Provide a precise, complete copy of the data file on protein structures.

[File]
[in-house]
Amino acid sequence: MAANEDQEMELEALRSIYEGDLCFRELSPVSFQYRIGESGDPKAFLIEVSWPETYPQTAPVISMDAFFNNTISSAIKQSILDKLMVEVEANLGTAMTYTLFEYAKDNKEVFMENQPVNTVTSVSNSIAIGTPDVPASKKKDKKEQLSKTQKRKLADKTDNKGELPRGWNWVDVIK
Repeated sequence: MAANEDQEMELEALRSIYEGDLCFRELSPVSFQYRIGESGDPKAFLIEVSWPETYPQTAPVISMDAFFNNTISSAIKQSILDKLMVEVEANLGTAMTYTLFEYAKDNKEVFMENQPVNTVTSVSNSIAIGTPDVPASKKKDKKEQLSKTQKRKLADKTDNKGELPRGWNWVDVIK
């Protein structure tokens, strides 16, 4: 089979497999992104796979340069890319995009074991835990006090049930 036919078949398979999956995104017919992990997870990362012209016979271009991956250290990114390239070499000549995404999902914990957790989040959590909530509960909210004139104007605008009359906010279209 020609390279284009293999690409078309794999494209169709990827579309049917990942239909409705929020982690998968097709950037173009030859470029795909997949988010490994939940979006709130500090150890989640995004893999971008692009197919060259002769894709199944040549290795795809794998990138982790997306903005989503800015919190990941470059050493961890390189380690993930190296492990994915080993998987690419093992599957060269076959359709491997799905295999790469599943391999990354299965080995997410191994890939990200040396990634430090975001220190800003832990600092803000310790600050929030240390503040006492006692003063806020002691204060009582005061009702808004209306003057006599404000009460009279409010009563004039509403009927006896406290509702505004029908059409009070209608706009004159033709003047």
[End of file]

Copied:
[in-house]
Amino acid sequence: MAANEDQEMELEALRSIYEGDLCFRELSPVSFQYRIGESGDPKAFLIEVSWPETYPQTAPVISMDAFFNNTISSAIKQSILDKLMVEVEANLGTAMTYTLFEYAKDNKEVFMENQPVNTVTSVSNSIAIGTPDVPASKKKDKKEQLSKTQKRKLADKTDNKGELPRGWNWVDVIK
Repeated sequence: MAANEDQEMELEALRSIYEGDLCFRELSPVSFQYRIGESGDPKAFLIEVSWPETYPQTAPVISMDAFFNNTISSAIKQSILDKLMVEVEANLGTAMTYTLFEYAKDNKEVFMENQPVNTVTSVSNSIAIGTPDVPASKKKDKKEQLSKTQKRKLADKTDNKGELPRGWNWVDVIK
């Protein structure tokens, strides 16, 4: 089979497999992104796979340069890319995009074991835990006090049930 036919078949398979999956995104017919992990997870990362012209016979271009991956250290990114390239070499000549995404999902914990957790989040959590909530509960909210004139104007605008009359906010279209 020609390279284009293999690409078309794999494209169709990827579309049917990942239909409705929020982690998968097709950037173009030859470029795909997949988010490994939940979006709130500090150890989640995004893999971008692009197919060259002769894709199944040549290795795809794998990138982790997306903005989503800015919190990941470059050493961890390189380690993930190296492990994915080993998987690419093992599957060269076959359709491997799905295999790469599943391999990354299965080995997410191994890939990200040396990634430090975001220190800003832990600092803000310790600050929030240390503040006492006692003063806020002691204060009582005061009702808004209306003057006599404000009460009279409010009563004039509403009927006896406290509702505004029908059409009070209608706009004159033709003047």